The drive took me through an inordinately long corridor of overgrowth. Exotic plants had run rampant and overpopulated the area, mixing with the native species that were desperately vying to reclaim the land. I was in awe when I finally reached the entrance to the main resort. The tremendous, monolithic wooden gates still stood, their supports cut from what seemed like giant sequoias. The otherwise majestic gate was gouged by woodpeckers, and the base was slowly being eaten away by burrowing insects.

Hanging at face-level was a sheet of metal. It was some random scrap, with a hand-painted message scrawled in black paint. “ABANDONED BY DANDY”. Clearly, this was the handiwork of some past local or employee who wanted to voice their own small protest.

The entrance was open wide enough to slip through, but not wide enough for a vehicle. So, grabbing my digital camera, a flashlight, and the brochure, I set off on foot. Flipping the paper over displayed a layout of the resort itself, though the landscape was a little less friendly.

The inner grounds were just as wild as the entryway. Fruit trees stood untended and ragged among piles of their own stinking, bug-riddled rot. There was a strange clash between order and chaos, as carefully planted rows of perennial flowers fought for space with tall weeds and stinking, blackened mushrooms.

All that remained of any smaller outdoor structures were piles of broken, charred debris.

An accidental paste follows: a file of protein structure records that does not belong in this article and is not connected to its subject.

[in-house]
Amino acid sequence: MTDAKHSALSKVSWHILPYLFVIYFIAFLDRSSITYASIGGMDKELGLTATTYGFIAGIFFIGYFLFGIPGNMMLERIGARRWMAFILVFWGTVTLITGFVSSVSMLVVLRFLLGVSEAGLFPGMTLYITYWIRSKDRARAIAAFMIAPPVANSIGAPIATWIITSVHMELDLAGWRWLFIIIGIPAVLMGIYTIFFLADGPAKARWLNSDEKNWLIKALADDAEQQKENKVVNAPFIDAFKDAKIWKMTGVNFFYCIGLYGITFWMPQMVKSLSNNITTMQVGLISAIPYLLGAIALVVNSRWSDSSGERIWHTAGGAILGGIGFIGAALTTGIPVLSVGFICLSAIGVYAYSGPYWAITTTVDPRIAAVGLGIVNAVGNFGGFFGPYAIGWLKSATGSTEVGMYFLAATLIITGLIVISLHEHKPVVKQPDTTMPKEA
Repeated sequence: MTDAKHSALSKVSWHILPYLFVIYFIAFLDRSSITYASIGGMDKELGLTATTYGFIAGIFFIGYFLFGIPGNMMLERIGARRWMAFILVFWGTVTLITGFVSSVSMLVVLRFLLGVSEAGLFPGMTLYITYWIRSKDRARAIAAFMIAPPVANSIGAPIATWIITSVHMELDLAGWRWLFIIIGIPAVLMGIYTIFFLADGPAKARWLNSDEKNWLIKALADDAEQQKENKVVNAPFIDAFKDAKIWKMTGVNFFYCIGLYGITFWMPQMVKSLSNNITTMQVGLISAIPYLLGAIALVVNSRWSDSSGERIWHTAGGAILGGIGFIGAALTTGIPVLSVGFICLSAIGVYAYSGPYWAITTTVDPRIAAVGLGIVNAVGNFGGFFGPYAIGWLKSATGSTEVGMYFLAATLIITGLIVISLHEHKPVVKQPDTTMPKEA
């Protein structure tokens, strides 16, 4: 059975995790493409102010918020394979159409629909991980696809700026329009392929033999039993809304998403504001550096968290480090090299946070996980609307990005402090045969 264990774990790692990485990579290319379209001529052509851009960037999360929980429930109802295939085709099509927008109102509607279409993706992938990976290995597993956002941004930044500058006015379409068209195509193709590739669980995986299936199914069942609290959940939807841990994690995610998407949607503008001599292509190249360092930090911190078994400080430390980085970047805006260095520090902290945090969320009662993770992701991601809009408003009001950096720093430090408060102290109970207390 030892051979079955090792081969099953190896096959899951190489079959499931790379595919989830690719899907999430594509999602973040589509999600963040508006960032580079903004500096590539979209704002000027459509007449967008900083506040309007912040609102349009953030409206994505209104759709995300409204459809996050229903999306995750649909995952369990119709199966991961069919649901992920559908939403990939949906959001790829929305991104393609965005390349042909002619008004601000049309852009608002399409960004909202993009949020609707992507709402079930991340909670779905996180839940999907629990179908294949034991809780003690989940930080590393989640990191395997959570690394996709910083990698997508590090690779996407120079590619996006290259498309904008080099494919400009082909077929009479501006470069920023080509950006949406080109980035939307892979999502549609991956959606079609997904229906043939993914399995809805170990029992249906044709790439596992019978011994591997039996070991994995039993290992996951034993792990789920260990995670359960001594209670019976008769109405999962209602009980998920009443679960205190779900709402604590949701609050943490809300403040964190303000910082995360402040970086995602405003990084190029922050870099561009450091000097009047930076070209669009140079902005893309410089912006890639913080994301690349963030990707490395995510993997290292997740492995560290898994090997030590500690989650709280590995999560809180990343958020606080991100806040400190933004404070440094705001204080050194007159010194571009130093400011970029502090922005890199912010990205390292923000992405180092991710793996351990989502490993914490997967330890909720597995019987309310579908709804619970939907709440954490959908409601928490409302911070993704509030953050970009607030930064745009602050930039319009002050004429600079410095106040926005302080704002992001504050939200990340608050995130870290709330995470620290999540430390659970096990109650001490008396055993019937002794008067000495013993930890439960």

Something that seemed to be an information booth was now a chopped-up heap of wood and splintered information boards. What vandals hadn’t ruined was ruined by inclement weather.

What struck me as bizarre, was a large statue of Princess Primeveire which stood prominently within a courtyard in front of the palace. She was frozen in a delicate wave toward no one, staring into empty space with a demure, slight smile as generations of bird shit covered her crown, hair, and dress. Ugly, thorny vines entangled her platform.

I approached the building. Any colors left were washed out, sun faded, and much of the plaster meant to simulate stonework had cracked from exposure. Where the paint hadn’t peeled or chipped away, there was copious amounts of graffiti.

The front doors weren’t just left open, they had been taken completely off of their hinges and were seemingly stolen. Above the gaping maw where the front doors had been, someone had once again painted the phrase, “ABANDONED BY DANDY”.

You’re probably waiting to hear about all the awesome stuff I saw inside the palace. Forgotten valuables, derelict cash registers, a full-fledged secret society of homeless cannibals… but no. The inside of the building was so stark, so bare, that I think people may have even stolen the moulding off of the walls. Anything that was too big to steal like counters, desks, and giant fake trees rested in an empty echo chamber. Every step I took was amplified like a slow rat-a-tat of a machine gun.